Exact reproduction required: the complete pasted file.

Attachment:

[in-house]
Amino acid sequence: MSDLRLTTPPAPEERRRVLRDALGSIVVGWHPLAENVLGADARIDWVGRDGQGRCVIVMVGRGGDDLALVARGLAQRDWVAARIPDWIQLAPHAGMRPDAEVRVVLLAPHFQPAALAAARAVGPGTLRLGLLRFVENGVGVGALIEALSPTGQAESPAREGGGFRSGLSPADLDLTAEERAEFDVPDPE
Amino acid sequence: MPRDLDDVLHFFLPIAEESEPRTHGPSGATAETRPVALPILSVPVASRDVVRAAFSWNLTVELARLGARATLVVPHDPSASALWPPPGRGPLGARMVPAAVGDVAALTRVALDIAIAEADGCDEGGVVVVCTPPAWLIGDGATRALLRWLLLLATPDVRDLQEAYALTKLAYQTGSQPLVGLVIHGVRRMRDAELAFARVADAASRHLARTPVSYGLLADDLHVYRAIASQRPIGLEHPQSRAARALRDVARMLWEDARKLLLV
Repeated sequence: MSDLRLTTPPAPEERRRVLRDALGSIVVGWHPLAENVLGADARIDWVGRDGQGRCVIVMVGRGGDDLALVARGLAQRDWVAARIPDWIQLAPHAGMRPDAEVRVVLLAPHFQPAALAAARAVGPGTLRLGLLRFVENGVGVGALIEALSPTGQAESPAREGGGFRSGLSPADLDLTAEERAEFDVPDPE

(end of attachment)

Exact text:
[in-house]
Amino acid sequence: MSDLRLTTPPAPEERRRVLRDALGSIVVGWHPLAENVLGADARIDWVGRDGQGRCVIVMVGRGGDDLALVARGLAQRDWVAARIPDWIQLAPHAGMRPDAEVRVVLLAPHFQPAALAAARAVGPGTLRLGLLRFVENGVGVGALIEALSPTGQAESPAREGGGFRSGLSPADLDLTAEERAEFDVPDPE
Amino acid sequence: MPRDLDDVLHFFLPIAEESEPRTHGPSGATAETRPVALPILSVPVASRDVVRAAFSWNLTVELARLGARATLVVPHDPSASALWPPPGRGPLGARMVPAAVGDVAALTRVALDIAIAEADGCDEGGVVVVCTPPAWLIGDGATRALLRWLLLLATPDVRDLQEAYALTKLAYQTGSQPLVGLVIHGVRRMRDAELAFARVADAASRHLARTPVSYGLLADDLHVYRAIASQRPIGLEHPQSRAARALRDVARMLWEDARKLLLV
Repeated sequence: MSDLRLTTPPAPEERRRVLRDALGSIVVGWHPLAENVLGADARIDWVGRDGQGRCVIVMVGRGGDDLALVARGLAQRDWVAARIPDWIQLAPHAGMRPDAEVRVVLLAPHFQPAALAAARAVGPGTLRLGLLRFVENGVGVGALIEALSPTGQAESPAREGGGFRSGLSPADLDLTAEERAEFDVPDPE